Democrats Cue Faith Media
As part of the Democratic Party’s ongoing effort to reconnect with people of faith, Senate leaders are crafting a communications strategy to reach out to religious-oriented media outlets ranging from popular television programs to small Christian radio stations.
The communications plan is part of a broader endeavor being undertaken by Senate Minority Leader Harry Reid (D-Nev.) to convince religious voters that the Democratic Party best represents their values.
“Millions of Americans listen to religious broadcasting, and they are Democrats and Republicans and independents,” said Darrel Thompson, a senior Reid adviser. “They are our constituents. If we are serving our constituents properly we should be communicating to them in that venue.”
Specifically, Democrats are expected to focus on the radio dial, a medium that has attracted their attention in recent years with the introduction of the liberal radio network Air America and the success of progressive talk show host Ed Schultz. Inserting the Democratic voice into religious radio — a popular source of news and entertainment in the Midwest, South and rural areas — was discussed during a Democratic Policy Committee meeting attended by Rev. Tony Campolo last month.
“They were concerned about what can be done to get [information] to the religious community,” said Campolo, professor emeritus of sociology at Eastern University in St. Davids, Pa.
Campolo said during the conversation some Senators inquired about the feasibility of purchasing time on religious stations to help explain the Democratic agenda.
“Is there a possibility that we could put together an effort to be on religious radio stations, buy time and have programs that would critique the [GOP legislative] agenda from the Biblical perspective?” Campolo recalled some Senators asking.
Many Democrats charge that religious radio largely serves as a mouthpiece for President Bush’s political and policy goals — a belief Campolo said he thinks is valid.
“There is an image that goes across on religious radio that somehow George Bush was chosen by God to lead America back to some kind of high moral standard,” Campolo said. “They see the Republican Party as the only party that Christians can legitimately belong to.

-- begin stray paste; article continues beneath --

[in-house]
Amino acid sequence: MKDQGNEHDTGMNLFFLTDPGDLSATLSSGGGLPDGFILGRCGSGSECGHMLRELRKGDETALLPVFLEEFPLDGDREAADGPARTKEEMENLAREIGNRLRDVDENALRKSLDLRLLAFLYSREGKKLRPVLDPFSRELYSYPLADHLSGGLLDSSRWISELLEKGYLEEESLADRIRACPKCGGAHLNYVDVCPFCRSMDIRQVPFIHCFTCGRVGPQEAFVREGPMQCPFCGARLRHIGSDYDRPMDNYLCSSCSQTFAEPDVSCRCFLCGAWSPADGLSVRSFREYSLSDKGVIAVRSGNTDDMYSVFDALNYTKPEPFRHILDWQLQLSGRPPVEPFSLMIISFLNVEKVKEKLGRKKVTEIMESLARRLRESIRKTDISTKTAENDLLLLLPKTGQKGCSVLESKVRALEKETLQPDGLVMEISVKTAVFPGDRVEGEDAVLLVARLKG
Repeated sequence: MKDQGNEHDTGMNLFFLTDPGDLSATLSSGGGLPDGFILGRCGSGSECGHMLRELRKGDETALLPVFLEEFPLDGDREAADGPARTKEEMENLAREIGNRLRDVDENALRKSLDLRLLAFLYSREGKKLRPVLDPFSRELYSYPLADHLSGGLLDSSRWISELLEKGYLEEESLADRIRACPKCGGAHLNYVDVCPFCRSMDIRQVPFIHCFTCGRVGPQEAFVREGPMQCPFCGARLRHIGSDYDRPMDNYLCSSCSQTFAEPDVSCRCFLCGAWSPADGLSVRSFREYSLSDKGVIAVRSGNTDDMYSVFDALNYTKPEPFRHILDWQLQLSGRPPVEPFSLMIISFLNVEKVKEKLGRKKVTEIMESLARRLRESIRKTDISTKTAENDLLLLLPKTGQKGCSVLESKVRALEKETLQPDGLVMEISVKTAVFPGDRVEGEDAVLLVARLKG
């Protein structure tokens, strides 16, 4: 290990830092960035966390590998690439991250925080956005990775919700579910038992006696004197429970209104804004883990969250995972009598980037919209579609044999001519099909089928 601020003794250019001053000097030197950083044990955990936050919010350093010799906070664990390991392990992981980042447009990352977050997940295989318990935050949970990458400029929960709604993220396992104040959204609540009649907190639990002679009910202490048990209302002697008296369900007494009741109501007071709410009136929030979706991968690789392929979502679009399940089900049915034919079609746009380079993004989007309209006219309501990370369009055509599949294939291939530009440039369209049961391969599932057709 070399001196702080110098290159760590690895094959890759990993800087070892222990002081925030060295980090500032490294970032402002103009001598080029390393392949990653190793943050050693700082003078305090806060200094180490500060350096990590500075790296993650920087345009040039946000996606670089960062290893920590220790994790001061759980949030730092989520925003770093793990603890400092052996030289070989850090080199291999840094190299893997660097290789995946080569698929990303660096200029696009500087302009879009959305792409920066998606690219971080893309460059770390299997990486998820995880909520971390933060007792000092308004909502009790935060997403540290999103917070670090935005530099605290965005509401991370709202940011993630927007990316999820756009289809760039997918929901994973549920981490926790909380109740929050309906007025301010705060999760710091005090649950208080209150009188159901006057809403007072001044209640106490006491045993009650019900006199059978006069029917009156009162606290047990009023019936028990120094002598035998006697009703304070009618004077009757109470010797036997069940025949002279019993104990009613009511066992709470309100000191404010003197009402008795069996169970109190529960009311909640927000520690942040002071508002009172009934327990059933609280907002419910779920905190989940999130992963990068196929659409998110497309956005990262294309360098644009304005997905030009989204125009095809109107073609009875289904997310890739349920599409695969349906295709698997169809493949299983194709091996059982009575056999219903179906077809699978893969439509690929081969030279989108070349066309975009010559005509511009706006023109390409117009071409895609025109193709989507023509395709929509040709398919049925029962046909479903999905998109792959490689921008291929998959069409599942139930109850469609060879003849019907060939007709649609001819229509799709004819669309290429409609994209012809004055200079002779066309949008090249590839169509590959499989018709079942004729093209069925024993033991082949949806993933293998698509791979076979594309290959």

“I think Christian radio and television has done an outstanding job propagating the Republican agenda and endorsing Republican candidates,” Campolo added.
Tom Tradup, director of network programming for Salem Radio Network, acknowledged that listeners to Christian radio stations tend to be older and fairly conservative, but added “at the end of the day they generally reflect the population as a whole.” Tradup, whose company is one of the premier Christian radio networks, said “most [Christian] talk shows” would be eager to have a Democrat on as a guest.
“I think the Democrats can make inroads anytime they are addressing issues that are of concern to the core constituencies of our radio stations,” Tradup said.
Campolo and other evangelicals are advising Democrats to emphasize the party’s commitment to the poor and the environment — topics they say are at the forefront of the Bible’s teachings. The media plan, which is in its formative stage, is likely to include tying specific legislative issues to Biblical teachings, booking Senators on religious media outlets and holding targeted conference calls with religious media organizations.
Reid even invited the Christian Broadcasting Network into his Nevada home in January for a sit-down interview.
“Obviously, we are reaching out to try and plan media events targeted to different communities,” Thompson said.
As for trying to link religion to legislation, Democrats have sought to portray Bush’s budget proposal as “immoral.”
But when it comes to the subjects of abortion and gay marriage, Democrats are unlikely to find a receptive audience from listeners of religious radio.
“I don’t know if there is a lot of common ground to be found on abortion and gay rights, but that doesn’t mean you shouldn’t try,” Tradup said.
A Republican campaign official dismissed the Democratic effort and predicted the party’s message would be rejected outright by religious listeners.
“Is this the same Democrat Party that has been taken over by MoveOn.org?” said Brian Nick, a spokesman for the National Republican Senatorial Committee. “I’m not sure that opposing military action against Osama bin Laden will be a good issue to discuss on Christian radio.”
While Schultz said he understands why Democrats are trying to “develop a comprehensive strategy to leave no stone unturned,” he suggested the party would be better served to promote its message to “middle of the roaders.”
“Most of the people that listen to those religious broadcasts are not going to vote for Democrats,” he said. “I think the Democrats got to talk to Joe Beer Can.”
Still, senior aides to several Democratic Senators said they are pleased that Reid has made reaching out to faith voters a top priority.
“We think there are aspects of our own faith that need to be heard,” said a top staffer to a Senator who represents a heartland state.